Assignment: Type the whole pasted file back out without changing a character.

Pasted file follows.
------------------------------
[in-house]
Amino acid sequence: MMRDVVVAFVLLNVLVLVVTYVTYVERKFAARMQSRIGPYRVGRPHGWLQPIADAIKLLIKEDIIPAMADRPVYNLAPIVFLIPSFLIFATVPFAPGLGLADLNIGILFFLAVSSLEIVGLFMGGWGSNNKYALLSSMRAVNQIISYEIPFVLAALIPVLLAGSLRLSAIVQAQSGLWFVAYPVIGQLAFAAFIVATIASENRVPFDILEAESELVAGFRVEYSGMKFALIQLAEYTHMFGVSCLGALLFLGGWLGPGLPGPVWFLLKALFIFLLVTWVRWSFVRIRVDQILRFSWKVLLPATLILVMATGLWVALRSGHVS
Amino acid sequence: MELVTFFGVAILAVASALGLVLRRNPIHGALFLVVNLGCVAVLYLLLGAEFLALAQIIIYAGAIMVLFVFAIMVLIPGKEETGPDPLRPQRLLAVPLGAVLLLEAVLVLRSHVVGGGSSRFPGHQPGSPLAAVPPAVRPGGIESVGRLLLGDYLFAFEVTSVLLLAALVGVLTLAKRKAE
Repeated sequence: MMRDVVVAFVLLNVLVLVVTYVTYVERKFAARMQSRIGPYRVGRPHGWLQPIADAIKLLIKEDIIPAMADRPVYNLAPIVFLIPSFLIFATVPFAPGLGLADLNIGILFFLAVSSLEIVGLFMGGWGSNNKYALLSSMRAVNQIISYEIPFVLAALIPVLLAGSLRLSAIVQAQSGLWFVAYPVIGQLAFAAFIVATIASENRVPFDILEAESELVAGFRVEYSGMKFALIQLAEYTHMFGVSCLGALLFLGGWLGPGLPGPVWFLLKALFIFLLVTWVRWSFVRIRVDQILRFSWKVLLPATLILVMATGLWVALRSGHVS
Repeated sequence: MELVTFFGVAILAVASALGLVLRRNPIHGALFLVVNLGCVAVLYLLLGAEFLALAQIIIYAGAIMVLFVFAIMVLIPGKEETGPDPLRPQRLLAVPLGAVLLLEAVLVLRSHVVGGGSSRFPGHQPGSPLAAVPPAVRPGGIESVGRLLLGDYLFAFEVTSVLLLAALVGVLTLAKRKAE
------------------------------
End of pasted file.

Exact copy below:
[in-house]
Amino acid sequence: MMRDVVVAFVLLNVLVLVVTYVTYVERKFAARMQSRIGPYRVGRPHGWLQPIADAIKLLIKEDIIPAMADRPVYNLAPIVFLIPSFLIFATVPFAPGLGLADLNIGILFFLAVSSLEIVGLFMGGWGSNNKYALLSSMRAVNQIISYEIPFVLAALIPVLLAGSLRLSAIVQAQSGLWFVAYPVIGQLAFAAFIVATIASENRVPFDILEAESELVAGFRVEYSGMKFALIQLAEYTHMFGVSCLGALLFLGGWLGPGLPGPVWFLLKALFIFLLVTWVRWSFVRIRVDQILRFSWKVLLPATLILVMATGLWVALRSGHVS
Amino acid sequence: MELVTFFGVAILAVASALGLVLRRNPIHGALFLVVNLGCVAVLYLLLGAEFLALAQIIIYAGAIMVLFVFAIMVLIPGKEETGPDPLRPQRLLAVPLGAVLLLEAVLVLRSHVVGGGSSRFPGHQPGSPLAAVPPAVRPGGIESVGRLLLGDYLFAFEVTSVLLLAALVGVLTLAKRKAE
Repeated sequence: MMRDVVVAFVLLNVLVLVVTYVTYVERKFAARMQSRIGPYRVGRPHGWLQPIADAIKLLIKEDIIPAMADRPVYNLAPIVFLIPSFLIFATVPFAPGLGLADLNIGILFFLAVSSLEIVGLFMGGWGSNNKYALLSSMRAVNQIISYEIPFVLAALIPVLLAGSLRLSAIVQAQSGLWFVAYPVIGQLAFAAFIVATIASENRVPFDILEAESELVAGFRVEYSGMKFALIQLAEYTHMFGVSCLGALLFLGGWLGPGLPGPVWFLLKALFIFLLVTWVRWSFVRIRVDQILRFSWKVLLPATLILVMATGLWVALRSGHVS
Repeated sequence: MELVTFFGVAILAVASALGLVLRRNPIHGALFLVVNLGCVAVLYLLLGAEFLALAQIIIYAGAIMVLFVFAIMVLIPGKEETGPDPLRPQRLLAVPLGAVLLLEAVLVLRSHVVGGGSSRFPGHQPGSPLAAVPPAVRPGGIESVGRLLLGDYLFAFEVTSVLLLAALVGVLTLAKRKAE